Infection with HCMV may impact coinfection with other agents, such as HIV. Early studies explored the relationship of HCMV to AIDS-related dementia. From these earlier evaluations, HCMV infection does not appear to contribute significantly to HAD (294, 366). However, the HIV entry coreceptor CCR5 is suppressed in astrocytes, microglia, and monocyte-derived macrophages infected with HCMV (189). In monocyte-derived macrophages this process impaired HIV infection, although in astrocytes and microglia this was not apparent. In contrast, HCMV superinfection in astrocytes infected with certain strains of HIV actually increased p24 production, suggesting a stimulatory effect on HIV expression (234).

In summary, productive infection of astrocytes by HCMV appears to initiate a cascade of events that ultimately facilitates the antiviral activities of both microglial cells and activated T lymphocytes. This process can be diminished by anti-inflammatory cytokines as well as by HCMV gene products.

Herpes simplex virus.

Herpes simplex virus (HSV) causes a devastating CNS infection in neonates and immunocompetent adults, which results in acute focal necrotizing encephalitis with severe neuroinflammation and swelling of the brain (214). Despite reductions in mortality with the use of acyclovir or vidarabine therapy, fewer than 20% of patients with herpes encephalitis recover without significant long-term neuropathologic manifestations (237, 331). The mechanisms responsible for the sequelae following herpes encephalitis appear to involve both direct virus-mediated damage and indirect immune-mediated processes. During herpes encephalitis in both humans and experimental animal models, the virus load in the cerebrospinal fluid or brain tissue does not correlate well with the severity of structural damage or clinical findings (372). Studies have shown that long-term neuroimmune activation and cytokine production persist after HSV infection in patients (16) and after experimental infections in mice (59, 141, 247, 324, 325). These studies suggest that herpes encephalitis and its neuropathologic sequelae are related at least in part to an inflammatory process within the CNS.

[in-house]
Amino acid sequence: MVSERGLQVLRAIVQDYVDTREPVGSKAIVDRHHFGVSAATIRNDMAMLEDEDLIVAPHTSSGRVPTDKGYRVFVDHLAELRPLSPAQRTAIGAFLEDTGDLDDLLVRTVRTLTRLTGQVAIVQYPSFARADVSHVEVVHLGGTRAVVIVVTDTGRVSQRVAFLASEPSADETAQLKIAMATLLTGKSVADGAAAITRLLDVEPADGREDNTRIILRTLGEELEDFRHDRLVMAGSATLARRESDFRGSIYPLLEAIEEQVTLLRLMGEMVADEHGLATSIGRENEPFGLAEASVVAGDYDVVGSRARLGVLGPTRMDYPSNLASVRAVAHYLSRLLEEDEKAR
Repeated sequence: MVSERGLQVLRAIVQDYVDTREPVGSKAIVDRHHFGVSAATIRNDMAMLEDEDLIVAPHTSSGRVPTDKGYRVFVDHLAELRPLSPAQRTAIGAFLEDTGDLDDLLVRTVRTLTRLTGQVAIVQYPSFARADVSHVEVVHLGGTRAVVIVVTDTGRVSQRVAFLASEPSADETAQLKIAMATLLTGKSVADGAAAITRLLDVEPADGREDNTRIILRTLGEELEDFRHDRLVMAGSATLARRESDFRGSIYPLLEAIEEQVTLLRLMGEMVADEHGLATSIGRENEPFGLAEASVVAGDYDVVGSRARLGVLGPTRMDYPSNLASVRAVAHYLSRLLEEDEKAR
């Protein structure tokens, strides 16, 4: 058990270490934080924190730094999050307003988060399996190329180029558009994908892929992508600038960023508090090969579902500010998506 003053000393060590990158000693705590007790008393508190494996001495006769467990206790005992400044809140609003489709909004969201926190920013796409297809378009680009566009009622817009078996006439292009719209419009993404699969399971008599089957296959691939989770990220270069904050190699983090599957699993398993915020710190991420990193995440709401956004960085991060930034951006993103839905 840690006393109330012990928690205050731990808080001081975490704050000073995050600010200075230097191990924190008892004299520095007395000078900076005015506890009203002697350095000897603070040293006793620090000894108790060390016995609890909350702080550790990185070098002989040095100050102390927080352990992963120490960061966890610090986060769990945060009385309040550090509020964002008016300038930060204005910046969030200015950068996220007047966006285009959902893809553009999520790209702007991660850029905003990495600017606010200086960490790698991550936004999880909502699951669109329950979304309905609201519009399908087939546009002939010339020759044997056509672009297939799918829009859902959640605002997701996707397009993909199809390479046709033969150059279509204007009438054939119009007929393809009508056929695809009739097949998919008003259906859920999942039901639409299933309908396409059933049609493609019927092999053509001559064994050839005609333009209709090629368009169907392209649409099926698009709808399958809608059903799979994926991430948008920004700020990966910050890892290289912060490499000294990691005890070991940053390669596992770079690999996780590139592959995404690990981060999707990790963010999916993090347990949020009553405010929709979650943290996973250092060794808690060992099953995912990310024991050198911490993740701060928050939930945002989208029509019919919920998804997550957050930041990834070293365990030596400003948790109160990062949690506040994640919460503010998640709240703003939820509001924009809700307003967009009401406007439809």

Human HSV encephalitis has been modeled in rats experimentally by inoculation of virus in peripheral nerves (105, 370). HSV moves along peripheral neurons, achieving widespread distribution in the brain by days 8 to 10 postinfection. Granulocytes, T lymphocytes, and monocytes/microglia infiltrate the sites of infection early. Microglial cells express increased MHC class I and class II glycoproteins and have a wide distribution throughout the brain, including areas separate from the productive infection. In some instances, this focal microglial cell reaction remains for several weeks (105).